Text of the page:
Kyle Voska Golf

PGA Certified Instructor

Should You Use Your Wrists For Chip Shots?

Should You Use Your Wrists For Chip Shots?

The short answer is yes and no.  For some chips you should use your wrists and others you shouldn’t.  When your ball lies around the green, there’s a variety of ways to get the ball on the green and close to the hole.  Sometimes, it seems like there are too many options.  For many, confusion arises when you don’t know whether you should use your wrists or not.  I’d like to clarify this so you can simplify your chipping.  For most chip shots, I’d recommend trying to keep your wrists passive and I’ll explain why.

In my opinion, there are three families of shots you can hit around the green:  low, medium, and high.  Within each family, there are a variety of techniques that can be used.  My basic philosophy to the short game is this:  putt when you can, chip it like a putt when you can’t putt, and only hit it high when you have to.  Thinking this way and using it on the course will simplify your short game and reduce your errors.

I just mentioned there are three types of shots around the green:  low, medium, and high.  You might only need the  high shot 5% of the time so I’m not going to cover it today as it’s risky to hit and it doesn’t come about very often.  So, we’re going to cover the low and medium-height chip shots.  Simply, for the low chips you will not use your wrists.  For the medium chips, very little wrist action is used.  Remember, the higher/farther you hit the ball, the bigger the swing will be.  Bigger swing equals more room for error.  Whenever possible,  keep it simple with small swing around the greens.

The Low Chip Shot

The low chip shot, a.k.a. the bump-and-run, is generally used when your ball is within 15 feet of the green.  To keep it very simple, I like to think of this shot as a putt with loft.  The main difference is with the setup, but the stroke used is very similar.  After setting up with the ball back in your stance, weight slightly forward and the shaft leaning forward to the target, the motion used is nearly identical to a putting stroke.  That being the case, the wrists are not used for this shot as it’s  mostly a rocking of the shoulders.

The Medium (Standard) Chip Shot

When your ball is further off the green, you’ll need more height so your ball will land softer on the green.  For these shots, you’ll be taking the club further back to fly the ball a longer distance so you will use a little wrist action.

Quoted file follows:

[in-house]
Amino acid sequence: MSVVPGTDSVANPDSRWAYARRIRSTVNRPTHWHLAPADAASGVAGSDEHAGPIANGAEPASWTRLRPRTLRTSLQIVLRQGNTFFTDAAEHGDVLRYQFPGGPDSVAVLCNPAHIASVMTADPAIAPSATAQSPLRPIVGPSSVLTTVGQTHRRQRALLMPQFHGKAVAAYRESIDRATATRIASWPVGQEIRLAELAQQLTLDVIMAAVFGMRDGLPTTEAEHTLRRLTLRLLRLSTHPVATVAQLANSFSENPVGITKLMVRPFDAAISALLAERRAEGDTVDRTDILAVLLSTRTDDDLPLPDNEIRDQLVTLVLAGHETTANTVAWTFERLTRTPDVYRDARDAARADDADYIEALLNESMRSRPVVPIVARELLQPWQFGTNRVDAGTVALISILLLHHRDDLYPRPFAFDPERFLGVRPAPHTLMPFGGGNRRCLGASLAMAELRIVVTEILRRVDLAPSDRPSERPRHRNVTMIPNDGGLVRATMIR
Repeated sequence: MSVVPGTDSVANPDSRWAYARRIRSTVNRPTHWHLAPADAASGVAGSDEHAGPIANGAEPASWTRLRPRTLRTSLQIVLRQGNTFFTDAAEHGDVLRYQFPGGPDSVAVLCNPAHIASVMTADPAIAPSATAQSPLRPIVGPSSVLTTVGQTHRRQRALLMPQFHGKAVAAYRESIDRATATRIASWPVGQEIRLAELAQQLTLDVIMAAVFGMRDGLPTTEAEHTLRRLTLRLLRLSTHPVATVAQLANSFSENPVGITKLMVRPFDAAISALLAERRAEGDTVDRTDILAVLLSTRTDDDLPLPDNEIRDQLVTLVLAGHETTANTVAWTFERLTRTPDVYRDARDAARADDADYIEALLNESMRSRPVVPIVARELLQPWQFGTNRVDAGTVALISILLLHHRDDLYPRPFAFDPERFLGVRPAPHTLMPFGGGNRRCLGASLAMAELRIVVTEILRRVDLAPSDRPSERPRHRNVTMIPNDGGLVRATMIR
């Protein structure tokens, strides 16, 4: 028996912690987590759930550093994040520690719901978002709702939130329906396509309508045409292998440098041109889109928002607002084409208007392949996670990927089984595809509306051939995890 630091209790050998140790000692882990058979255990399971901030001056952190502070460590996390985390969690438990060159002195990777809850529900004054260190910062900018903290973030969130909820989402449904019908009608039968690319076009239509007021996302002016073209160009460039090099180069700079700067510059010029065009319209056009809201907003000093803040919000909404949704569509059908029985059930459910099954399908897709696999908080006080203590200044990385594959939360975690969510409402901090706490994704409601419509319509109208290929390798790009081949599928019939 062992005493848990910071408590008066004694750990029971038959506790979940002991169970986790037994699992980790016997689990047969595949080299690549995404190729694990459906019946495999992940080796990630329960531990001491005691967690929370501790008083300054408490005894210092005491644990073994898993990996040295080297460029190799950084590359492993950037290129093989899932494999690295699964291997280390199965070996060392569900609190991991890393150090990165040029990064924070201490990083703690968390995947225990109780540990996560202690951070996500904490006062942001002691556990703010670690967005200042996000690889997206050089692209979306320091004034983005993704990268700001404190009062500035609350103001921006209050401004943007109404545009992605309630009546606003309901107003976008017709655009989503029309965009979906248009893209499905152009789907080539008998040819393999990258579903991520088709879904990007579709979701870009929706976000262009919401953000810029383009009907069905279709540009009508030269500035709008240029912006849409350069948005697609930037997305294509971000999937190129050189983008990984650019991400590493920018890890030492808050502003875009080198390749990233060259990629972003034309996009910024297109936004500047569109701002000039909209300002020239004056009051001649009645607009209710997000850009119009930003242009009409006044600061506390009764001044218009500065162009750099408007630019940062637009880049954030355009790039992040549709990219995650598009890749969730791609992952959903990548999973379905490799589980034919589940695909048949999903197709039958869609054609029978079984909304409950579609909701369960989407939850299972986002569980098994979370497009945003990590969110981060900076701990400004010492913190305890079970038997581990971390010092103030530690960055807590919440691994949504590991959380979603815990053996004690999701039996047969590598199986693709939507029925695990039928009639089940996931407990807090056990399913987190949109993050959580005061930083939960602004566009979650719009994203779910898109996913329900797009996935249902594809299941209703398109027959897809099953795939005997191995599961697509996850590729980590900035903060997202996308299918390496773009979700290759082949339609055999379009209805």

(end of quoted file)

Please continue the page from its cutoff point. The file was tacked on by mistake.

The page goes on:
For this shot, you’ll set up similar to a pitch shot with the ball approximately in the middle of your stance, weight about 50/50, and your hands slightly ahead or even with the ball.   On your backswing, your goal is to the get the clubface up to about waist high feeling like your lead arm and club maintain a straight line.  Your wrists may hinge a little, but try not to get overly wristy for this shot.  On your downswing, the goal is keep the lead arm and club in a straight line finishing lower than waist high (finishing too high usually is the result of a scooping motion).

Wrists Equal Power

It’s important to note the wrists are a source of power, only use them when you have to around the greens.  If you hinge your wrists, which is great for lots of shots, you must unhinge them.  This unhinging creates power.  Creating power around the greens can lead to exploding shots over the green and last-second decelerations.  This is why I don’t recommend using your wrists much around the greens.


To summarize, keep is simple around the greens.  Hit it low when you can and only high when you have to.  Keeping the wrists relatively quiet allows for a simpler more repeatable motion for chip shots.  If you’re looking for someone on Tour to emulate for these shots, watch Steve Stricker.  His chipping and pitching motion is very simple, but extremely effective.  He’s consistently one of the best in the game with a wedge in his hand.

Good luck and thanks for reading!

March 27, 2011 - Posted by | Chipping, Scoring Lower


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